Sunday, May 31, 2009

installing sculptures at Yew Dell Gardens

The main effort for this week was getting ready for the 2nd annual Yew Dell Gardens Outdoor Sculpture Show. The show opened on Friday and it was very successful! There were 65 sculptures by 22 artists and 3 high schools. The opening was attended by over 500 people, with a major portion of the sculptures having sold. We will give more details in a future posting.

Frankie Vessels of Vessels Trucking with a driver, Charlie Williams, showed up at the studio at 8:00 a.m. on Wednesday. Derrick of JBB, inc. showed up with the 23 ton crane truck. We filled the semi with large sculptures, and had to haul a bench on the crane truck. A small sculpture (800 lb.) went in the back of our pick-up.
After making the 2 hour drive to Yew Dell Gardens in Crestwood, Kentucky, we installed Oberon on the entrance mound before loading more sculptures onto the crane.
"Embrace" was the second sculpture that was installed. I'm directing the piece down onto its pin.
It was quite a trick to get the straps out from under the 3,000 lb. sculpture. But, that's nothing compared to what it will take to get them back under, when we remove the works.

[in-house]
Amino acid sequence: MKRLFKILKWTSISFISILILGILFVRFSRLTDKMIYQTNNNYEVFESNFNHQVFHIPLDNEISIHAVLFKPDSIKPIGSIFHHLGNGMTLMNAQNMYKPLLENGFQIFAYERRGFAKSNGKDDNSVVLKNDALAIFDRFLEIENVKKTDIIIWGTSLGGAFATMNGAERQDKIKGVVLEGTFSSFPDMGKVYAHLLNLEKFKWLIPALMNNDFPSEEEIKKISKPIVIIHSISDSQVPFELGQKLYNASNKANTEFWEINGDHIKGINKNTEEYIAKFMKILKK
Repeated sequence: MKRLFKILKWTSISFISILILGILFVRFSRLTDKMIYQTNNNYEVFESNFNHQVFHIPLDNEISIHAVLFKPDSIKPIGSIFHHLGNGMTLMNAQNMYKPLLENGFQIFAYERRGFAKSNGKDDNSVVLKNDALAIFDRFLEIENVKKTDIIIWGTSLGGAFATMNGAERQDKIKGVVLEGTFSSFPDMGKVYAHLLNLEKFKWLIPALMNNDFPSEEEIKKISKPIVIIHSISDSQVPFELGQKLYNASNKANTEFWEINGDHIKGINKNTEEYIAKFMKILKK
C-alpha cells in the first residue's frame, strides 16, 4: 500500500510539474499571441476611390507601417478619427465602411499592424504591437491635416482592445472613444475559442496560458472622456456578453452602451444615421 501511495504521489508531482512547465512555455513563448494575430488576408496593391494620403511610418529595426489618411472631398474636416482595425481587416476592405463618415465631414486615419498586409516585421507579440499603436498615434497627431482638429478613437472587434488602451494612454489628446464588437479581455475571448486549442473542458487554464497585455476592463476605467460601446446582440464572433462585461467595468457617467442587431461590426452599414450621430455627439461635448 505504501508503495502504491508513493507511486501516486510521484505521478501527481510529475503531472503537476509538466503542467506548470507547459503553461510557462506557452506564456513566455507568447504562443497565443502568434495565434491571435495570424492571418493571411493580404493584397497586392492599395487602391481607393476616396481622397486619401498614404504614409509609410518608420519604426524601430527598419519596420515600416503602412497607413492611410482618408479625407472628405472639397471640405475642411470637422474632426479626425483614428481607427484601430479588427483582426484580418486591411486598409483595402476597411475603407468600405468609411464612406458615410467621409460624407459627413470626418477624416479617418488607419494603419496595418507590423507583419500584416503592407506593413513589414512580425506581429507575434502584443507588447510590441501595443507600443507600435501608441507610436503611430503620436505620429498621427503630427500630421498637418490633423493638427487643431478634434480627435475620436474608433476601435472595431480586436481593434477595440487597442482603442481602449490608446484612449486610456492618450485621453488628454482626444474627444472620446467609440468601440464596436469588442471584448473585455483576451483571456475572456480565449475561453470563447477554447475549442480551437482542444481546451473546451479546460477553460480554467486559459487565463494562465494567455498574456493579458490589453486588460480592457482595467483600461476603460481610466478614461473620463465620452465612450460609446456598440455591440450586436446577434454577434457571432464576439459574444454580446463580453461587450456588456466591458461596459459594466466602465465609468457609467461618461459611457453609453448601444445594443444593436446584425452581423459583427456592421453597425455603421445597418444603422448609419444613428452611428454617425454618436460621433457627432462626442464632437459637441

Raymond Graf's Lincoln looks on. There's a Matt Weir sculpture in the background. We'll show other works in a separate posting.
Every time that we moved the crane, we had to re-set the outriggers and the heavy wooden 'street pads'. Frankie and Charlie were great help, as was Derrick, the crane operator. It's wonderful to work with experienced people - they all help keep me out of trouble.
The next piece to go in was "Reveal".
Meg's "Wolf and Pups" found a great site, with the dark evergreen backdrop.
But then, the rain showed up. We took shelter under a tree, hoping that it would soon clear up. Eventually, we had to keep going. I think it was Derrick (next to his crane truck) who said "just as well soak it up".